Eleven years later, a new pickup was stepping into the Gladiator's spotlight: the Comanche. Based on the Cherokee SUV platform that was introduced in 1984, it was similarly equipped and offered with Selec-Trac or Command-Trac four-wheel drive. The model was inexplicably dropped in 1992.

Perhaps the coolest pickup Jeep built in the 1980s was the 1981 CJ-8 Scrambler. This ingenious pickup featured a five-foot bed atop a CJ-8 chassis.

Buyers could choose a 82-horsepower four-cylinder or a 110-hp inline six-cylinder to power their Scrambler. Available in either hard- or soft-top versions, fewer than 30,000 Scramblers were built through 1985.

The Legendary Wagoneer

Introduced for 1963, the Jeep Wagoneer earned its stripes as the longest running production car in U.S. history without major changes. The vehicle was the creation of industrial designer Brooks Stevens, who also designed the Oscar Mayer Weinermobile, the 1946 Willys Station Wagon, and the 1962 Studebaker Hawk.

Built on the SJ platform used for the Gladiator pickup, the Wagoneer was the first four-wheel-drive vehicle with an automatic transmission, independent front suspension, overhead-cam six-cylinder engine, and the first automatic full-time four-wheel-drive system, Quadra-Trac, which arrived in 1973 and was offered in other Jeeps.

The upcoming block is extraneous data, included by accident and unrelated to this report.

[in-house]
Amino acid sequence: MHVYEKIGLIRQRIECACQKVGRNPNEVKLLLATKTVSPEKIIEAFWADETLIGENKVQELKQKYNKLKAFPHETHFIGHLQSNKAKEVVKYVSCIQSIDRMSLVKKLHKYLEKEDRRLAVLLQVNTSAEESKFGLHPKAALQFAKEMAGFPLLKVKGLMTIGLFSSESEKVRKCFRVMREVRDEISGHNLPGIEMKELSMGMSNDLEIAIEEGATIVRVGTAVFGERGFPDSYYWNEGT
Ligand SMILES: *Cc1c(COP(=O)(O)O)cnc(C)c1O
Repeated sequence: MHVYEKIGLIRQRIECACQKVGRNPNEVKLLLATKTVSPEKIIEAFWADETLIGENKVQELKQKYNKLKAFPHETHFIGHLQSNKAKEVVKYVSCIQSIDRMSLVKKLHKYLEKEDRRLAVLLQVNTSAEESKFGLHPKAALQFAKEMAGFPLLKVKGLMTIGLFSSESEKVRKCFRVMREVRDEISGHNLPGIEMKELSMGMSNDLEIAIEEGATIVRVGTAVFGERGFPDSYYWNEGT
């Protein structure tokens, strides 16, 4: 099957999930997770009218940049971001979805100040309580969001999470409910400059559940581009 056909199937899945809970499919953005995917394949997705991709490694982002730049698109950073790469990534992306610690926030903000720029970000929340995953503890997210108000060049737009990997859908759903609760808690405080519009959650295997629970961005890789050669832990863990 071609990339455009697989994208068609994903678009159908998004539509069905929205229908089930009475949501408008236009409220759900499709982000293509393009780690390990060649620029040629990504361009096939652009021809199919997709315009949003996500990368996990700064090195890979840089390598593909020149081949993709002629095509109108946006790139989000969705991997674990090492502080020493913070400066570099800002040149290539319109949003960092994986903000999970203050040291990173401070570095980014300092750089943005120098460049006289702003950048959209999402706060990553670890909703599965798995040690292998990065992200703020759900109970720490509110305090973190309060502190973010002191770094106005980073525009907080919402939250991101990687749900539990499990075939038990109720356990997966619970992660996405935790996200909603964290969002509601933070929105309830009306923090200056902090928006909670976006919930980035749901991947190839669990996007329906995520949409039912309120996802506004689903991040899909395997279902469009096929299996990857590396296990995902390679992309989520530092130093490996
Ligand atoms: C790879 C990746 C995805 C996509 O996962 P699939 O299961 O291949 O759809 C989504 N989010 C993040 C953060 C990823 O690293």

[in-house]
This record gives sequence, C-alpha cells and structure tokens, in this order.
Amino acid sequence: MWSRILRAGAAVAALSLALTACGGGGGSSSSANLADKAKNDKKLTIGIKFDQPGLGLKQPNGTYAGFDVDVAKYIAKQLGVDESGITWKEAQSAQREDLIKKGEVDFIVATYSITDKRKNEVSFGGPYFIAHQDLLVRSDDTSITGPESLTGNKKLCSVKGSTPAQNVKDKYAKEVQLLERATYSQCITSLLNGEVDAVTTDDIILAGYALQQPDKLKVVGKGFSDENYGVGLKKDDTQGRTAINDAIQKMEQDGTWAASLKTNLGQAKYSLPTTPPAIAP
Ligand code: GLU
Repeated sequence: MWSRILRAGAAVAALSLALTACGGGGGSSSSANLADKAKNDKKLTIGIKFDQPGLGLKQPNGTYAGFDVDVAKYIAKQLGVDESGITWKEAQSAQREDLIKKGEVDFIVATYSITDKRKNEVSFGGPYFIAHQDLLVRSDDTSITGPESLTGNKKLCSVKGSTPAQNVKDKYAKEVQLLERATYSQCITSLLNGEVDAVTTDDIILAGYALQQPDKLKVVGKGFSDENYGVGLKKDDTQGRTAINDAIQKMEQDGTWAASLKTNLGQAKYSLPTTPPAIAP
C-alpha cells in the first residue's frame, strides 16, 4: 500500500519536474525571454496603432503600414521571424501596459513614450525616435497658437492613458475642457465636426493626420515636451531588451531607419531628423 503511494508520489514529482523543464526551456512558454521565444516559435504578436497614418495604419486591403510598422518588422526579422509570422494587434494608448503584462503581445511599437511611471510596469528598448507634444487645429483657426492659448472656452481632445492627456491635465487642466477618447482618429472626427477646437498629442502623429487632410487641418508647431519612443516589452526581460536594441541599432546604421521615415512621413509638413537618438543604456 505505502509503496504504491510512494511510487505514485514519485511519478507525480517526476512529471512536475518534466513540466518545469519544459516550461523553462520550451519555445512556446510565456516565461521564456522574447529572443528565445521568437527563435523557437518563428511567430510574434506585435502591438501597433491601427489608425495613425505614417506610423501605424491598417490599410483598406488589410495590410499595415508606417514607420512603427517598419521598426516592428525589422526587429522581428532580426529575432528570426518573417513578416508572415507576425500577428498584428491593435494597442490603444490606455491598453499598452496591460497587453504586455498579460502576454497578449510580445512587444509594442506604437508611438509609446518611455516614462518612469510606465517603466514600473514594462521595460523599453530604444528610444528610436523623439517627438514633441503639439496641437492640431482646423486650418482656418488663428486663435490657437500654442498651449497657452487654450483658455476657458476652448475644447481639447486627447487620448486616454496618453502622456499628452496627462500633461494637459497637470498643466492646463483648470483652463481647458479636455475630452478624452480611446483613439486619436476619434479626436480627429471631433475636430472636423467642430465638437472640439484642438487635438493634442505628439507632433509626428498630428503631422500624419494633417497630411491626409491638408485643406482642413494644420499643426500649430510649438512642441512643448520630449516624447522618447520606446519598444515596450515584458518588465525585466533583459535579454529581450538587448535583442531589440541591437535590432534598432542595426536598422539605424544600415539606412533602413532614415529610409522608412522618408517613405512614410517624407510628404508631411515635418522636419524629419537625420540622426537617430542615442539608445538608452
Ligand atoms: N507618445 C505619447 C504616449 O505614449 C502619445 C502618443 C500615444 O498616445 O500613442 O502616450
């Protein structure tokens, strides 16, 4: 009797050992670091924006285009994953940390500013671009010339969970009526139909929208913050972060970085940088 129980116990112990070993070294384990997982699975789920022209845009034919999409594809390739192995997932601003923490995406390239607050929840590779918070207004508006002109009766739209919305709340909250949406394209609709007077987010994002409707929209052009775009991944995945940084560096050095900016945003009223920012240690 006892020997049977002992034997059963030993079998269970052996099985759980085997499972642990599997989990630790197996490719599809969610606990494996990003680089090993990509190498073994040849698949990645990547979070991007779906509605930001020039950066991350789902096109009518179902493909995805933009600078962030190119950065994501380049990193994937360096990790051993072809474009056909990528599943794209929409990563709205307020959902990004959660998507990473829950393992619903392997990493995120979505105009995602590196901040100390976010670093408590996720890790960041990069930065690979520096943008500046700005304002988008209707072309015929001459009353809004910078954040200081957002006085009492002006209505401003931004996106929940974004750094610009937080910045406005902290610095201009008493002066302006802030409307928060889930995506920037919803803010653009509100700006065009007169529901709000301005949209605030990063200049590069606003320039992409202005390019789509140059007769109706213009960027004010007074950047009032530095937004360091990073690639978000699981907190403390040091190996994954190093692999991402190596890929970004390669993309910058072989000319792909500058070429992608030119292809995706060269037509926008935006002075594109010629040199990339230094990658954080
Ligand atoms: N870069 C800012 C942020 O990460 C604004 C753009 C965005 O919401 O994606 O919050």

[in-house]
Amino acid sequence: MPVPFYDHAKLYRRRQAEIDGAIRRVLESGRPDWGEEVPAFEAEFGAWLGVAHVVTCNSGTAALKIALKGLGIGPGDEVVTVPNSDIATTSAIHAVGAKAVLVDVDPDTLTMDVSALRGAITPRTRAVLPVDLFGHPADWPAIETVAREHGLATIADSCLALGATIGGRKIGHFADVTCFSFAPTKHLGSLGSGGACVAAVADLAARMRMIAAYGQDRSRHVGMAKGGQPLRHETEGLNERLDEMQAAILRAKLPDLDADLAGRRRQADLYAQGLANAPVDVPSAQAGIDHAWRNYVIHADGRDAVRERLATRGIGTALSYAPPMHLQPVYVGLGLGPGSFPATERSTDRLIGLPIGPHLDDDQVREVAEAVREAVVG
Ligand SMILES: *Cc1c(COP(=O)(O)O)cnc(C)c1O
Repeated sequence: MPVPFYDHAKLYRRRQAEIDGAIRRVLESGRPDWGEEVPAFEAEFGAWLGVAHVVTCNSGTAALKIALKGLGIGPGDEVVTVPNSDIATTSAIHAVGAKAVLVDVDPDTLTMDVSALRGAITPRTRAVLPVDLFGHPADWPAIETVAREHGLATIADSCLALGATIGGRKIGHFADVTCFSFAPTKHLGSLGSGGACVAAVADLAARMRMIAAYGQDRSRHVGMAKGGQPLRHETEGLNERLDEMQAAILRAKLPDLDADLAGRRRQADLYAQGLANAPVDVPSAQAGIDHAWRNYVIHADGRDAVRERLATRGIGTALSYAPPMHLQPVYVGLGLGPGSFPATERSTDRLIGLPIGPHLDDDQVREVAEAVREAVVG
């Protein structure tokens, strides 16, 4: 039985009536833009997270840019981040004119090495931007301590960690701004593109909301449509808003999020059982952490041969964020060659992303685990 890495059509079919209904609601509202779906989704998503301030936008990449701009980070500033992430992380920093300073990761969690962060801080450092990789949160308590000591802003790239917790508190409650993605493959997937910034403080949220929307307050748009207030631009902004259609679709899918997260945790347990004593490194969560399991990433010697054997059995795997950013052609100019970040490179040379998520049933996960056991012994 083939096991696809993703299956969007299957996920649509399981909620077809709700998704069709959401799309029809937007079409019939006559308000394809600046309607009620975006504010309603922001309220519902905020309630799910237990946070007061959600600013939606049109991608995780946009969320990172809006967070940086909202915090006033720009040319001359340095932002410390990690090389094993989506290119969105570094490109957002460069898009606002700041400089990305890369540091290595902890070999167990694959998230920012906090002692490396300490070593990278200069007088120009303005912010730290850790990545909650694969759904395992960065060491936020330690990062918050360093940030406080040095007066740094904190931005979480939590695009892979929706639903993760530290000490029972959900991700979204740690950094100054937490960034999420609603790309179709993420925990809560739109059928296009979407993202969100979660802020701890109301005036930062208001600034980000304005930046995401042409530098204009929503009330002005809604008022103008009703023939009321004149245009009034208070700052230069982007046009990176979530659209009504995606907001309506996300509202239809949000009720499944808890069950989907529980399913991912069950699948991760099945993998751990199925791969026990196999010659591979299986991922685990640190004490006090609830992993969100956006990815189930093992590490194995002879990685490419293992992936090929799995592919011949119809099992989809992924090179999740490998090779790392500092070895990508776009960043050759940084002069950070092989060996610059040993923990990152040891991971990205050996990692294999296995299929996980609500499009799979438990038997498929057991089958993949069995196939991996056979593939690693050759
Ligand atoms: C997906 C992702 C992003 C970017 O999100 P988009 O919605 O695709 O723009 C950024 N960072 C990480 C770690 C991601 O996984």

With the introduction of the downsized Cherokee and Wagoneer XJ models in 1984, also designed by Stevens, the larger Wagoneer was renamed the Grand Wagoneer and recast as a luxury SUV. AMC stuffed it full of equipment, including leather upholstery, air conditioning, AM/FM/CB audio system, added sound insulation, and wood-grain exterior trim.

The Grand Wagoneer also featured a 5.9-liter V-8 with increased horsepower and torque and the segment’s highest towing rating.

New Jeeps Available Now at Castilone Chrysler Dodge Jeep Ram

We're very excited about the return of the Jeep Grand Wagoneer in 2019. In the meantime, we carry the full lineup of current 2017 Jeep models at Castilone Chrysler Dodge Jeep Ram, including the Cherokee, Compass, Grand Cherokee, Patriot, Renegade, Wrangler and Wrangler Unlimited. Our dealership is located in Batavia, NY, and we're convenient Albion, Brockport and Buffalo. Stop by today, or call us at (888) 751-8629 to schedule some time to test drive our Jeeps.

This post was written by Larry Printz: Larry Printz is the Editor-In-Chief, Automotive at based in Burlington, Vermont. In addition to serving as an automotive journalist, Larry is continuously sought by some of the most prestigious automotive concours in the country and serves as a judge at several car shows including Greenwich and Hilton Head. A native of Philadelphia, Larry resides in Burlington, VT and Virginia Beach, VA.

This post was edited by Joe Miller: Joe Miller is a Copywriter at based in Burlington, Vermont. Prior to joining, Joe worked as a public relations consultant and business writer for corporate clients around the country.